Wednesday, September 21, 2011

Building a firehearth

Firehearths have been used here in Central America at least since the time of the Maya and are still used in various forms throughout this region. Many of our neighbors have them but they usually build them in 55 gallon drums or up on a stand (table) made from very strong lumber.

Marge, Julio, Lea, and Ian behind the finished firehearth, front side.

The firehearth, or fogon, is made from specific local rocks and white mal (limestone clay). There is usually a U shaped area where the fire is lit and the coals rest for the cooking. A grate or flat piece of steel (the comal or plancha) is then placed over top to use as the cooking surface like a combination of a stove top and griddle; perfect for putting pots for cooking wherever the heat is best for cooking, or to lay flat tortillas – easy to place on and pull off the flat surface with no need for other cooking pans.

As the fire burns, the rocks around and beneath the fire get hot so you can get a more even heat as you take the fire out from under the comal. You can also clean out the entire area under the comal after everything is good and hot, put the fire on top of the comal, and use the inside area as an oven.

As Marge and some of the local women use the firehearth (and, yes, that is Marge, not ME – way too complicated of a way to cook for my very limited cooking abilities) we will post pictures on how the firehearth is used. At this point I will show how we built the hearth.

Steps to building a local firehearth:

1. Locate a local person that knows how to build a firehearth.
The tour guide that we use most often for our guests is Gonzo. His family has a kitchen where they feed tourists after they do the tour of Chechem Ha Cave. We have been there a number of times and are friends with Gonzo’s mother Lea. We have eaten lunch there and have loved the flavor of the food. Marge, always looking at how food is prepared, saw Lea’s firehearth a few years ago and loved the idea of cooking over a wood fire. Over the years, as we have visited, Marge has talked with Lea and Lea agreed to help us make our firehearth when we were ready.

2. Decide on the design of your firehearth and get a list of materials to prepare for construction.
Marge, Julio, Chuck (our neighbor who would like to make a fire hearth too) and I took a trip to Chechem Ha to look at Lea’s kitchen. We all talked about the size of the cooking area, height of the stove and fire areas, wind directions for the smoke, how to use the stove and oven areas, etc. We then discussed the materials for building what we designed in our heads and Lea told us that all we needed was a lot of a special kind of rock and a specific kind of mal (local limestone-based dirt). That was it!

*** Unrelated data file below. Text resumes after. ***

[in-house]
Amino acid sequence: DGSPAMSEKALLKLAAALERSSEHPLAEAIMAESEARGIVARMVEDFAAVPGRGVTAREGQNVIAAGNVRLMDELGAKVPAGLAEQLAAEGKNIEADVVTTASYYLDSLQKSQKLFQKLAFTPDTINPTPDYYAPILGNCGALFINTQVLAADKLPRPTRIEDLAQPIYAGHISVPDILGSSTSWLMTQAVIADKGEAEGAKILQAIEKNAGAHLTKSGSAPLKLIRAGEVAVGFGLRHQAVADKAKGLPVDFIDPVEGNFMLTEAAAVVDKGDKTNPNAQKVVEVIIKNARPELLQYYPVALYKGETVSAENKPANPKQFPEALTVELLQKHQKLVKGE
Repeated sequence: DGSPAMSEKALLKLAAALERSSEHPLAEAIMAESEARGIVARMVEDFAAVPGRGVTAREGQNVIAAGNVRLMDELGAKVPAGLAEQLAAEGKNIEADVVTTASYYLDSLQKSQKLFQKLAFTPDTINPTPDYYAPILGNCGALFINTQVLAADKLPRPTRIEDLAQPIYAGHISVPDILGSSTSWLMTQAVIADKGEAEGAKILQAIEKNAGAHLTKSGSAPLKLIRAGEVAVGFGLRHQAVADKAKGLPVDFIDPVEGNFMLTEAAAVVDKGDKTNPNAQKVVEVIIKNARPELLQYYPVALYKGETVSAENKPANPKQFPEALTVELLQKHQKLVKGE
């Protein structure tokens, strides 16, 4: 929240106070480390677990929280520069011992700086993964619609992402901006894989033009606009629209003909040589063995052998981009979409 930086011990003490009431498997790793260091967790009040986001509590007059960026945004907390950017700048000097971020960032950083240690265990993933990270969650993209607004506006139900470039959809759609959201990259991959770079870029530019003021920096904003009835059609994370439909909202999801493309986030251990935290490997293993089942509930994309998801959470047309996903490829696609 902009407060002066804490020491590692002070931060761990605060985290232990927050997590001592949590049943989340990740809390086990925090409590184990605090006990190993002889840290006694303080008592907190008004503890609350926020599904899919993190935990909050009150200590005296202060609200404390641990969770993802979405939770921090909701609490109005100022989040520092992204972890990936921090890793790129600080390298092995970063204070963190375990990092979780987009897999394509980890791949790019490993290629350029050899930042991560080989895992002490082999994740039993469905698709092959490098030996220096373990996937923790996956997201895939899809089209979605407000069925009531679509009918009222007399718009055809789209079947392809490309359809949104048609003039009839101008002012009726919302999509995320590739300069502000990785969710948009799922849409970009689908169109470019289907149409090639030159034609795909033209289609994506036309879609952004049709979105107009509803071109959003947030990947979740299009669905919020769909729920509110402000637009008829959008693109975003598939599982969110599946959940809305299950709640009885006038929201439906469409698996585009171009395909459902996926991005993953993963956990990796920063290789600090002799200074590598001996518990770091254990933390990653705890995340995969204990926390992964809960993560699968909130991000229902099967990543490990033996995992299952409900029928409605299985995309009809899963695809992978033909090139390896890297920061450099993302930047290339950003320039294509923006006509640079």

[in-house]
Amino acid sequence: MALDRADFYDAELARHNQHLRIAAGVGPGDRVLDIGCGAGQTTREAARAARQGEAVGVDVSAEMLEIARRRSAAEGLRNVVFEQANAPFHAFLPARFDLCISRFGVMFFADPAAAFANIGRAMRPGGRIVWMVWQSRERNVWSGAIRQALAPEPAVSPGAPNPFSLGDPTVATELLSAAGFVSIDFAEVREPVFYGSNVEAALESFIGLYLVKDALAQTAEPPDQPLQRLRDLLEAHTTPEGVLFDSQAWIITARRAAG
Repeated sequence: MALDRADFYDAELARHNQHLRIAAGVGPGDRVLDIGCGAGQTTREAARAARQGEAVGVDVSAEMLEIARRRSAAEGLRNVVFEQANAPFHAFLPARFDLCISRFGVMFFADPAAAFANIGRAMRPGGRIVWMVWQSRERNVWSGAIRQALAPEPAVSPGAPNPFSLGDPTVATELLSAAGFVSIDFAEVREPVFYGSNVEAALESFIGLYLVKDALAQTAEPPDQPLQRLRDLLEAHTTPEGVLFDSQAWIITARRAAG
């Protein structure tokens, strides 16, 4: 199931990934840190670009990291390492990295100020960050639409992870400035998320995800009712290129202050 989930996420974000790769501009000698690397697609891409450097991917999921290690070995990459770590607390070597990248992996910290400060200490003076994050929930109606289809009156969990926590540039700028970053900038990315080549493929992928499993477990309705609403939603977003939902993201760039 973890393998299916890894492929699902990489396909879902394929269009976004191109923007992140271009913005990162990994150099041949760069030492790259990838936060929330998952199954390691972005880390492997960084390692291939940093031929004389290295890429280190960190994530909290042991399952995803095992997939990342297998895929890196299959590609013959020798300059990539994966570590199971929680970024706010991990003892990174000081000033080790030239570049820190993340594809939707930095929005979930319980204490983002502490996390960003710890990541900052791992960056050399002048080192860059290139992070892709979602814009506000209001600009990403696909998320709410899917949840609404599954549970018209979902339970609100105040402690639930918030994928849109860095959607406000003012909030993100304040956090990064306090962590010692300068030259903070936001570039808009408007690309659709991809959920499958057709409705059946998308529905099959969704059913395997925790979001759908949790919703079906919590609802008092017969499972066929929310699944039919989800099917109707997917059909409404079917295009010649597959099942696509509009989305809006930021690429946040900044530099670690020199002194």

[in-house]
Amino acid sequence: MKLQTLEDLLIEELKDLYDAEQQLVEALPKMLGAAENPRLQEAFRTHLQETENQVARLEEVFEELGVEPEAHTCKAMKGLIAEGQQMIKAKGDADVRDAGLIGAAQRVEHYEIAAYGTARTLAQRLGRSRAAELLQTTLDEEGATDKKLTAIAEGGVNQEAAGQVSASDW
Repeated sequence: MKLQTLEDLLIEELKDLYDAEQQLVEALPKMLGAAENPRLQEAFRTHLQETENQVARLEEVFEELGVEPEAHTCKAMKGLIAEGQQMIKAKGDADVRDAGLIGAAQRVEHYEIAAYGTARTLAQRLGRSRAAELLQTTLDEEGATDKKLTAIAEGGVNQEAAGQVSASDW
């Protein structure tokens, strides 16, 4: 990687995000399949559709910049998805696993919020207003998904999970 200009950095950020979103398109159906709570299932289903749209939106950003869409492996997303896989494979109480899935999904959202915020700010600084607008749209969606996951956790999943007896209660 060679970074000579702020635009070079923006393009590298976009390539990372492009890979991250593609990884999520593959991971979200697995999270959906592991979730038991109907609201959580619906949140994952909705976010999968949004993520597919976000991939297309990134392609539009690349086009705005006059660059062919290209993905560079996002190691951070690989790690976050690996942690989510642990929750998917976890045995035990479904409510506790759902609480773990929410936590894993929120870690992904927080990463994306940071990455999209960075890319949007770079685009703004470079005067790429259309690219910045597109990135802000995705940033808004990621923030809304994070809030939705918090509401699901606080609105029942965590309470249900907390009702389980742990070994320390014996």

3. Collect up the rock.
The rock specific for the firehearth is not a solid limestone like what we have in our area. There is a lighter, softer, looks-almost-porous, limestone that can be found in many areas throughout the country. Chechem Ha has a lot around their place but Julio knew that where his family lived in La Gracia had a lot of this type of rock as well, and is a bit closer. So we drove to La Gracia and picked up 4 little pickup loads of rock, driving up the rough Georgeville Road very carefully each time so we didn’t break the truck. Our bonus was we got to visit with some of his family members and have lunch with them a couple of times during this process.

4. Collect up the mal.
We don’t have the special mal that is used for the plastering around here either so when we decided on the day to begin construction, we went to pick up Lea and collect the mal at the in the same trip. There are a couple of embankments alongside the Benque Road going south towards Chechem Ha that have veins of the this material where local people go to collect up bags of it. Julio, Ian (a friend that lives here in Belize part of the year) and I picked up Lea then she showed us the best material to collect for the plastering of the firehearth.

5. Construct with the materials you have.
Some of the rocks have flat sides; some we found that way, some we cut straight using a machete and a small hand maul. We also smoothed some of the sides of the rocks after they were in place using the machete.
Four little pickup trucks of stone to start.

Lea and Julio shaping the first rocks

Lea and Tom placing the first rocks

Base filled, Lea mixing "cement" from natural limestone and some
 cement to secure the rocks.

Julio and Lea building it to height and placing the rocks
 for the fire ring. The comal that goes on top of the fire ring is behind Julio.
Comal in place, opening for the fire on the far side. Lea and
Tom are planning the platform for the oven.

Lea leveling the fill in the oven platform. Ian waiting for instructions.

Lea leveling a higher level and explaining next steps.

Lea sealing the cracks with more cement.

Oven platform to the left, stove to the right.
Oven platform ready for plaster.

Lea plastering, Marge mixing plaster.

Tom, happy to see that we are making great progress.

Oven platform plastered. Tom cleaning Lea's face because the
plaster splatters when she throws it on the wall, and she can't
wipe it off because her hands are covered with wet plaster.

Ian, Marge, Julio, and Lea all working on final plastering.

Lea putting on the finishing touches.

Lea doing the finishing touches, assisted by Ian mixing
and passing the plaster.

Tom, Marge, Julio, and Lea behind the finished fireheart, backside.

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